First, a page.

Child health inquiry starts with tests on 1,000 babies

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A GROUP of 1,000 babies will attend clinics in the new year for a medical check-up aimed at answering key questions on child health.

Their mothers are taking part in the multi-million pound Children of the 90s study - Britain's biggest investigation into children's health and development.

About 14,000 mothers in the Bristol area were monitored from pregnancy to birth in the first phase. In the second phase, a multi-disciplinary team at the Institute of Child Health, in Bristol, is to investigate the babies in a project called Child Focus.

A generally random selection of 1,000 babies - volunteered by their mothers - will attend special clinics for examination. Medical experts will carry out sophisticated eyesight and hearing tests while checking for anaemia. The babies will be seen regularly from four to 18 months and their mothers asked to keep a dietary diary.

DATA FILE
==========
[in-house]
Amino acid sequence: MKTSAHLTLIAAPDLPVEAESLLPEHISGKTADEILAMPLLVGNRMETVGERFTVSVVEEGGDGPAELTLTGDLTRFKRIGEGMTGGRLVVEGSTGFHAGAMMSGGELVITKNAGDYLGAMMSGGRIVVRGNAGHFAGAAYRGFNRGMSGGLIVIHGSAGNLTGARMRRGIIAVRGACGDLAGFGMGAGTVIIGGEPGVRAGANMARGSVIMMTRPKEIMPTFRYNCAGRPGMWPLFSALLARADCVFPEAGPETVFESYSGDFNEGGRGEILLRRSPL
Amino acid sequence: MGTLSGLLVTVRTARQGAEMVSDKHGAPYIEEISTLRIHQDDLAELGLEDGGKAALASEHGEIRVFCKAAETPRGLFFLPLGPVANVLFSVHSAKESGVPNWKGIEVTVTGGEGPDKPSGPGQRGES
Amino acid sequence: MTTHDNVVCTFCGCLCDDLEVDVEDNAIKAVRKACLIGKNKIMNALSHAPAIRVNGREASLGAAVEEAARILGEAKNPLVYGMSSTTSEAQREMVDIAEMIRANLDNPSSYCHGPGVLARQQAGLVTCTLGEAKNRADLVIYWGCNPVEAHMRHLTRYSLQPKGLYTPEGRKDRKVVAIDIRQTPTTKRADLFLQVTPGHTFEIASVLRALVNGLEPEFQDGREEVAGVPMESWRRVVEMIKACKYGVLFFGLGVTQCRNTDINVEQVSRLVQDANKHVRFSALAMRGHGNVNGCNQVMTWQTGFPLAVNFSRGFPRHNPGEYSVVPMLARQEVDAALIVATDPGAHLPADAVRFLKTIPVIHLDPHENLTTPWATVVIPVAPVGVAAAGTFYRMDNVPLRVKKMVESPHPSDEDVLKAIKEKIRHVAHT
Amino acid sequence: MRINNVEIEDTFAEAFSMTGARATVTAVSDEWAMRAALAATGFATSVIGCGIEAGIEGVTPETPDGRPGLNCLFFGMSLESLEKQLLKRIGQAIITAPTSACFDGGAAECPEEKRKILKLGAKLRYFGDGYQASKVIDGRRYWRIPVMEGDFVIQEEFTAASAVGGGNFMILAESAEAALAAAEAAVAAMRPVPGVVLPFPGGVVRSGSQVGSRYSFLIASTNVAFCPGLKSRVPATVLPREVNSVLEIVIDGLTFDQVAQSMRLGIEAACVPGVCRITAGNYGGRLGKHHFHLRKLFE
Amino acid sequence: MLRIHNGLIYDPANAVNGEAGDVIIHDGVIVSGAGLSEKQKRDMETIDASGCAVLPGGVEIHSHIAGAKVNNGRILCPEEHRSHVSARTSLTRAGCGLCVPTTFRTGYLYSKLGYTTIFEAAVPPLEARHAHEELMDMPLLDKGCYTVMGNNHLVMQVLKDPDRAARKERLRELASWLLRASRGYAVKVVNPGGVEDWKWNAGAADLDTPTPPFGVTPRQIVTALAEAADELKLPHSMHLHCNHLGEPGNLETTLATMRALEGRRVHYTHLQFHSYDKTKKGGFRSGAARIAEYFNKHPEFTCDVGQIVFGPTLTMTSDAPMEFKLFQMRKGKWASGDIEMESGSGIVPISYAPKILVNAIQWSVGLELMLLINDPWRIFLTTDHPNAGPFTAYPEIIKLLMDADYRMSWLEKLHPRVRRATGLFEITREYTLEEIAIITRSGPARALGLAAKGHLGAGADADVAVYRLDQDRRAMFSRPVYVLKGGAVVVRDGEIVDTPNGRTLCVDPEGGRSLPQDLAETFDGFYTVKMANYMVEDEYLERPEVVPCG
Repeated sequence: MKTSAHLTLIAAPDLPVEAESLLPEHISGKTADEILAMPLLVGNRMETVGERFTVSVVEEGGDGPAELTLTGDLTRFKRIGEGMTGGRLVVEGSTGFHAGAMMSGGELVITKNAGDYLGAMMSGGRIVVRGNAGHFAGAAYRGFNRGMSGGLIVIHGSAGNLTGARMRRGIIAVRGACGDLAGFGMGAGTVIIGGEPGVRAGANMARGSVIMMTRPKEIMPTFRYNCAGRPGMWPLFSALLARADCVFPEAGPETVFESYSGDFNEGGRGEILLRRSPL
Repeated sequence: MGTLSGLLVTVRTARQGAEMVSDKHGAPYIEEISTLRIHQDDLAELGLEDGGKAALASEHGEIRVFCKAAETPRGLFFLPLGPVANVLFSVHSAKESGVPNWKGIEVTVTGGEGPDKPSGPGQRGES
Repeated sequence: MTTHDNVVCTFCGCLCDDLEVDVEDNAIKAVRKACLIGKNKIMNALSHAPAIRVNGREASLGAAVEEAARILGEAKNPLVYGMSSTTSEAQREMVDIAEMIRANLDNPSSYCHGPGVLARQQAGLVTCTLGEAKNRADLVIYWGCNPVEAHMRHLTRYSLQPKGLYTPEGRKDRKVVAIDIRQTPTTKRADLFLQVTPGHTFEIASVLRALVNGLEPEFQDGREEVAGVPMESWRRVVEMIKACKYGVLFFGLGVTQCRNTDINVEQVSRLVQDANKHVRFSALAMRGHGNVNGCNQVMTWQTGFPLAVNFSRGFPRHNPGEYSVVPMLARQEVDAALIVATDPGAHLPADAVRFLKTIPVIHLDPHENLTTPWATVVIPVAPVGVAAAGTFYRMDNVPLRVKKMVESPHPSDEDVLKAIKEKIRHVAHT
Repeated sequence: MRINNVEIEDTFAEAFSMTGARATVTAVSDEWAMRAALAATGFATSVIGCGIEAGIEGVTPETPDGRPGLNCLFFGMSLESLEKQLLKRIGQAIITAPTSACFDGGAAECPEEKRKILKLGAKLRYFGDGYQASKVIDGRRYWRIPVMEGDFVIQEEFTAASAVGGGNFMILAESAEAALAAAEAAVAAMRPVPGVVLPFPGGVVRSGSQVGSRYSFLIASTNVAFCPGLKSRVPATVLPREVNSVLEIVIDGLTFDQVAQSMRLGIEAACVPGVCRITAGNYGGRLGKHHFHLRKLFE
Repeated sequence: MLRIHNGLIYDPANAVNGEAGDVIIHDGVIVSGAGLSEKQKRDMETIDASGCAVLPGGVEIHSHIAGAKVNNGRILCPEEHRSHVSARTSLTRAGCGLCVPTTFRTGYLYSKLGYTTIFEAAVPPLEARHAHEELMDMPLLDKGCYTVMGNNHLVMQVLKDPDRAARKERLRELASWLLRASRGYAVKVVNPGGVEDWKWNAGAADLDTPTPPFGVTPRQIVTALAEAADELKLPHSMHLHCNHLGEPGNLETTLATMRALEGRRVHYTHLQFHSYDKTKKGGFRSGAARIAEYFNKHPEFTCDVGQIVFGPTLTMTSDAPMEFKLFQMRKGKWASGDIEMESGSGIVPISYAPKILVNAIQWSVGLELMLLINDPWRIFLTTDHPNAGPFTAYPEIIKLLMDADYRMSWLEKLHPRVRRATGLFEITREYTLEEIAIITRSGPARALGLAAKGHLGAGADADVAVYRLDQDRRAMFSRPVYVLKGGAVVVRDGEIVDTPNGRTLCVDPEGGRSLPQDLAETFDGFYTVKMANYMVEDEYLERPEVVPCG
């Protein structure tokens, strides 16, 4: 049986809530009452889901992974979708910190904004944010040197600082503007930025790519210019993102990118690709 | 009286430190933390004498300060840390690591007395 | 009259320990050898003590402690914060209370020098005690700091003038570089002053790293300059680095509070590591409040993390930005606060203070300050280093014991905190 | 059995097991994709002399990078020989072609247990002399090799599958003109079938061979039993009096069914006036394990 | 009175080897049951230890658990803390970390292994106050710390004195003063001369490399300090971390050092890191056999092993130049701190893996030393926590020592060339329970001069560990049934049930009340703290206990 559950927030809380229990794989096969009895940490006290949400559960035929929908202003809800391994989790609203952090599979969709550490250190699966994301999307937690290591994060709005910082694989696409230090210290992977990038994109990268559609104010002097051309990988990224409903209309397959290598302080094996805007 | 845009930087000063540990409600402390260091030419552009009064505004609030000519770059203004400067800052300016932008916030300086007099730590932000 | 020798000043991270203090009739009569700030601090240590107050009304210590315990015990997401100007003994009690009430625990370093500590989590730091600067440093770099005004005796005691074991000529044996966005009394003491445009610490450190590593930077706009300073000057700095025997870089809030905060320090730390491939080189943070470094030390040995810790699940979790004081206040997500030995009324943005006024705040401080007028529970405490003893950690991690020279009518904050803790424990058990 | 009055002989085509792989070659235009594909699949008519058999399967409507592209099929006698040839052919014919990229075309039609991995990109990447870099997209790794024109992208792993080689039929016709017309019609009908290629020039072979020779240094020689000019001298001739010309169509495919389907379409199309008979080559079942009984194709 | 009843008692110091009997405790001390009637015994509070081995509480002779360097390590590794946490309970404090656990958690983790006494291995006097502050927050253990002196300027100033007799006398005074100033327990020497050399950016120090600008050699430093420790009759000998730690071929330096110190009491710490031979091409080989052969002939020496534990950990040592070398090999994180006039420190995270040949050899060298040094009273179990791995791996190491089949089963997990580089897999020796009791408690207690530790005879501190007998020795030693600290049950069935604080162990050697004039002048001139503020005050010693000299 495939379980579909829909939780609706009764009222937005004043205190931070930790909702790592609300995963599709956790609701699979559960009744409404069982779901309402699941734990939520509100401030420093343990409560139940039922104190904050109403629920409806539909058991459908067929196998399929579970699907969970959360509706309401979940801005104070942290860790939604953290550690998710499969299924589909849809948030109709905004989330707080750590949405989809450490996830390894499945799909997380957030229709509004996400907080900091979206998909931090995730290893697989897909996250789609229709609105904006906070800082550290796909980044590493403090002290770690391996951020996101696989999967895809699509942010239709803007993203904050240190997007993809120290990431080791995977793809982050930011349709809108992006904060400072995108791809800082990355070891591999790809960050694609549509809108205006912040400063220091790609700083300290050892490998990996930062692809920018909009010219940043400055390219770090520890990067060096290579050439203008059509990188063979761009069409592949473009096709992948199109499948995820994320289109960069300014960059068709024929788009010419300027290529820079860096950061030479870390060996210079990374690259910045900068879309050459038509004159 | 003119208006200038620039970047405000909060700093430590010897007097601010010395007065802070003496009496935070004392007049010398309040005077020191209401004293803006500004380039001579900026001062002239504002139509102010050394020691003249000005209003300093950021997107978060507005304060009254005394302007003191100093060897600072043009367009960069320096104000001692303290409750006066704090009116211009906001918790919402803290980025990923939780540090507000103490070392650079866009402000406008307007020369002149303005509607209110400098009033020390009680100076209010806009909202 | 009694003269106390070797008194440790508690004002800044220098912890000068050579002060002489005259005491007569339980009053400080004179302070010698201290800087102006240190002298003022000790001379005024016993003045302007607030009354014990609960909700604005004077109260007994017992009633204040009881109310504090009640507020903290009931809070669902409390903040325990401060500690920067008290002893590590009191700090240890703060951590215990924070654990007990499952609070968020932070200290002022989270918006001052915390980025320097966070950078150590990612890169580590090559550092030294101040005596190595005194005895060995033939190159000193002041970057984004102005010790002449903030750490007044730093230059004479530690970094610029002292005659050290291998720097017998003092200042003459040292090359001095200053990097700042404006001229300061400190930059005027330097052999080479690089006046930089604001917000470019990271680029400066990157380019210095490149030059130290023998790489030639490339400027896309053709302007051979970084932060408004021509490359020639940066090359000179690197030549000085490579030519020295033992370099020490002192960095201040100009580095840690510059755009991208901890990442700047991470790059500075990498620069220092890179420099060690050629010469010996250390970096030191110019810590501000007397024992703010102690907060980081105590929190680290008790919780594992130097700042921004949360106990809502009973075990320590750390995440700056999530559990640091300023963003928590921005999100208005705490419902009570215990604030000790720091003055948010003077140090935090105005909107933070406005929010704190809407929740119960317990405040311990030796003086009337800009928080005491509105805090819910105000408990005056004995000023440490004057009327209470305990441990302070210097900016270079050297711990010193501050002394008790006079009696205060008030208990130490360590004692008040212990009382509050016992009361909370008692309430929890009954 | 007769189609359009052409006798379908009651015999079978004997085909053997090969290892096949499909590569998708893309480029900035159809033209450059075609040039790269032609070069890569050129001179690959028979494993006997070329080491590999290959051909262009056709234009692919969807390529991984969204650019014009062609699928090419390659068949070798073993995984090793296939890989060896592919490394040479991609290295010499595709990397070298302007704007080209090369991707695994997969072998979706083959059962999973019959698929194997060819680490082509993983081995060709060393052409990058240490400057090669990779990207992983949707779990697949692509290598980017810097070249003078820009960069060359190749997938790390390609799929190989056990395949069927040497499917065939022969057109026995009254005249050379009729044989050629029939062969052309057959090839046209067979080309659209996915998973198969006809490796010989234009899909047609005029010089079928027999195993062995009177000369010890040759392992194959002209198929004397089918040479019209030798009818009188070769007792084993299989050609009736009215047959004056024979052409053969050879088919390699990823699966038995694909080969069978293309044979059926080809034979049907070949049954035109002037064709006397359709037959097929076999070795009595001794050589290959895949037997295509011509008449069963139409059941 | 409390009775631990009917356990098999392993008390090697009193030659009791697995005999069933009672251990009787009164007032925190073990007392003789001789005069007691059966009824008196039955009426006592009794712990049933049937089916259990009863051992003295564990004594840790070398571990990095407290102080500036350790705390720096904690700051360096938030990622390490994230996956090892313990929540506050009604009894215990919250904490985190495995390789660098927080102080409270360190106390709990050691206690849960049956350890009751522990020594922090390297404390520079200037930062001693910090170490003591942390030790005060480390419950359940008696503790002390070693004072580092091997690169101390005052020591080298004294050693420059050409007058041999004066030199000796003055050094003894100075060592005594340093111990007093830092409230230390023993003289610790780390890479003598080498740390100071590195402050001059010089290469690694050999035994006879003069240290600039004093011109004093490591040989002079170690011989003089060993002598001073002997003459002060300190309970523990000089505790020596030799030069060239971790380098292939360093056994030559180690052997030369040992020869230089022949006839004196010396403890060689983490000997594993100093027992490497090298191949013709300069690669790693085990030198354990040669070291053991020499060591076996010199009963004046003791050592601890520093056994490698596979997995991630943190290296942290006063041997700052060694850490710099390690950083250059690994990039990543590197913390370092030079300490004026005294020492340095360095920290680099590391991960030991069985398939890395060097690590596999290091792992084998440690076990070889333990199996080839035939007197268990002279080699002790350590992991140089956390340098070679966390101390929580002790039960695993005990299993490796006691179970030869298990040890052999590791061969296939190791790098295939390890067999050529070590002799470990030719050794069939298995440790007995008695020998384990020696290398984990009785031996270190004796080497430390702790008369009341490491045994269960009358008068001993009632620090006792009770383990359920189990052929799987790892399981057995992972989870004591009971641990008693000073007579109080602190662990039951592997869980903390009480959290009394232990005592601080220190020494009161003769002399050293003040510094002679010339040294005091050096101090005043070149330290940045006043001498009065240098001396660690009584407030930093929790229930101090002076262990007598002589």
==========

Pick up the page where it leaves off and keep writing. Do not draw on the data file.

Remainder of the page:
The results will be assessed alongside the major study which will follow the project children until their seventh birthdays.

In the Children of the 90s study the investigators are probing environmental and cultural factors as well as physiological and psychological elements associated with the health of the foetus, child and infant.

Professor Jean Golding, director of the project, said: 'Child Focus is a sub-study. But it is important as we are trying to assess whether screening would be beneficial in key areas at an earlier age. This type of medical check-up has not been carried out before in children as young. It should provide valuable information.'

One of the underlying themes of the Government's White Paper, Health of the Nation, published last summer, was that healthy lifestyles are often established at an early age. Among the targets set by the paper was to cut the number of accidents sustained by children by at least one-third by 2005.